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After 20 years of trauma, Iraq struggles to recover

Aafter two o’clock After decades of rampant violence and political dysfunction, Iraq is finally showing signs of recovery. Much of the concrete blast wall dividing the city has collapsed. The capital, Baghdad, is being revived, with a new central bank towering over its head. The road to the airport, once dubbed the most dangerous road in the world due to snipers along the way, is lined with private universities and residential areas. “Before, we had to clear the roads of mines,” said the head of the paramilitary engineering unit. “Now we clean up people’s sewage.”

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Representative democracy has been achieved, although politics remains chaotic and corrupt, with parliament and government subject to bitter deals between political parties and sectarian militias. The Shia majority, crushed under Saddam Hussein’s vicious Sunni dictatorship, is now safe and sound, with its leaders content to reap power and patronage in return. The application of religious law has softened. Unveiled women take to the streets again.

A major reason for the return to relative normalcy is that violence has decreased considerably. About 60 people were killed each month last year, according to the UK-based monitoring group Iraq Corpses, and at the height of the sectarian civil war that followed the US invasion in 2003, the daily death toll was often more than a hundred. The market kills the entire crowd. The last big bomb in Baghdad was more than a year ago.

However, the trauma of the past two decades cannot be easily erased. At least 270,000 Iraqis, more than half of them civilians, and more than 8,000 U.S. servicemen and contractors died in the violence during that period, according to a Brown University monitoring project. Mosul, the country’s third-largest city and the heartland of the Sunni north, was ruled by the caliphate from 2014-17 as the central government recaptured it from Sunni jihadists. Dominated by most of the north and west.

Many of Iraq’s ancient minorities, especially Christians, have been driven abroad or to autonomous Kurdish havens in the north. Under the caliphate, tens of thousands of Yazidis — adherents of a sect in northern Iraq that drew elements from Christianity and Islam — suffered what amounted to almost genocide.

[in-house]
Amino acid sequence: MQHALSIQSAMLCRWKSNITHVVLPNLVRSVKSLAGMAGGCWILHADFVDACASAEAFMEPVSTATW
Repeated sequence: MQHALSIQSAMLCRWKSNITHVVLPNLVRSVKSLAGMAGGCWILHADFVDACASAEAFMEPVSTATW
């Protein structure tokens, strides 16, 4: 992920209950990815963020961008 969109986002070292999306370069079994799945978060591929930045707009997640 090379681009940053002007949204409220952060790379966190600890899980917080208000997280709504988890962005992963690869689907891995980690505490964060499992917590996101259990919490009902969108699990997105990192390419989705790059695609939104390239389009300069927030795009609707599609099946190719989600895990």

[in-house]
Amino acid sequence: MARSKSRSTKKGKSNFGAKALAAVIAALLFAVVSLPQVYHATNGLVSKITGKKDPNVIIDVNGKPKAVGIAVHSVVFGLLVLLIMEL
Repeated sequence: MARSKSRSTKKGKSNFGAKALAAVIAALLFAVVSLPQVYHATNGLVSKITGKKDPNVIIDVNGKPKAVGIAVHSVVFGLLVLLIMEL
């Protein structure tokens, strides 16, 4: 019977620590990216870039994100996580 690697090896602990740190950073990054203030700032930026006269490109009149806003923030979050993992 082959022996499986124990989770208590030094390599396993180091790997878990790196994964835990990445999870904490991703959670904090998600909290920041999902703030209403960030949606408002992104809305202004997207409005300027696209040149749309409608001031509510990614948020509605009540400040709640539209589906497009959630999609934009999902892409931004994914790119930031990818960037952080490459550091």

Only the Kurds can claim a period of more or less uninterrupted progress and calm due to the US invasion. Their autonomous region, initially protected by U.S. troops and their own militia, has been far less affected by the violence that has devastated the rest of the country. Their government in Erbil continues to function while the rest of Iraq descends into bloodshed and chaos. But Kurdish efforts to gain full independence appear unlikely to succeed; in 2017, forces backed by the Baghdad government recaptured swathes of Kurdish-held territory, including oil fields in Kirkuk.

Ordinary Iraqis have yet to benefit from the oil wealth of the world’s fifth-largest producer. About 25 percent of the population has incomes below the national poverty line, the government says. That’s because billions of dollars in oil revenue have been lost to corruption and public services have been overwhelmed, even as Iraq’s population soared from 27 million in 2003 to a last guess of 44 million. A third of young Iraqis are unemployed. The school is dilapidated. Electricity was on and off as it had been since the US invasion.

The failure of the Iraqi government has made America’s promise of democracy look increasingly worn out. Elections were held on time but were rigged by militia leaders. Turnout has steadily declined. Free speech, a big benefit of Saddam Hussein’s ouster, is on the decline. Journalists who criticize the militia may be killed. Protesters who take to the streets are vulnerable to shooting.

Yet the younger generation, whose American invasion is a distant memory, has not given up hope. In late 2019, massive protests toppled a prime minister and called for better services and an end to corruption. The protesters were brutally suppressed. But their desire for decent government and a decent society cannot be forever denied.

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